One of my journalism professors from last semester made a comment when our paths crossed on campus yesterday that has had me thinking ever since. It wasn’t anything derogatory or complimentary; it wasn’t accusatory or conciliatory; it was more along the lines of, “Some weather we’re having lately?” Except it wasn’t that. She said, “Only ten weeks until graduation.” Mine obviously, not hers.
It’s nice to know that I have made a sufficient impression on her that she not only remembers my name, but also that I am graduating this spring. That she remembers me doesn’t surprise me, most of my professors do - I participate in my education. That she remembers when I am graduating is a bonus, but again it’s not what has caused this flood of self-analysis. It has everything to do with the text of her statement. It had a more profound effect than she could ever know.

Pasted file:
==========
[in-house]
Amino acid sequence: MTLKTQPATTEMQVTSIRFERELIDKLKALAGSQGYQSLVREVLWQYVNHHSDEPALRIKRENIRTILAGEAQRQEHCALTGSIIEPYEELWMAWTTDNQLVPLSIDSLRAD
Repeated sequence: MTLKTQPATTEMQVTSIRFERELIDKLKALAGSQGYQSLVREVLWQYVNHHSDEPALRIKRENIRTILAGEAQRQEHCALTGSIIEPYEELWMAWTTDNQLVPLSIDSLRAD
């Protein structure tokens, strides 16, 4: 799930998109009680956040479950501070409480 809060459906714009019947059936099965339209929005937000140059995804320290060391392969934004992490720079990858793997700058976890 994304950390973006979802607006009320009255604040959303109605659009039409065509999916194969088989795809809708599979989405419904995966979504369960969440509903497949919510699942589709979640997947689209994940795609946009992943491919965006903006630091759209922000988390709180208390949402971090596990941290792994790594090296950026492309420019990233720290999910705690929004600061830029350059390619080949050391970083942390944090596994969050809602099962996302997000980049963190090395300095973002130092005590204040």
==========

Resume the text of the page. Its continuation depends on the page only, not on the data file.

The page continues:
Ten weeks. This, my last undergraduate semester is already one third gone. And I’m still here. No crises, no self-destruction and I am certainly not resting on my laurels. If anything, I have stepped it up a notch or two, taking two classes (six units) beyond what is “good enough” to graduate. And that, I think, is key - good enough isn’t good enough. As a matter of fact, there is precious little that can stop me now. May 26 at 2 p.m., I march.
And then a whole new adventure begins. Some trepidation? Sure, it’s part of the deal. But I can wait because before that journey begins, I have to finish this one. I’m in no hurry. The best part lies just ahead. Hell, I’ve dragged it out more than 25 years; I can wait ten more weeks. There are many, many lessons I’ve learned the hard way, through trial and error. One is that if I take my eye off the ball, I’ll surely miss. If I rush to fast toward that light at the end of the tunnel, it will blind me.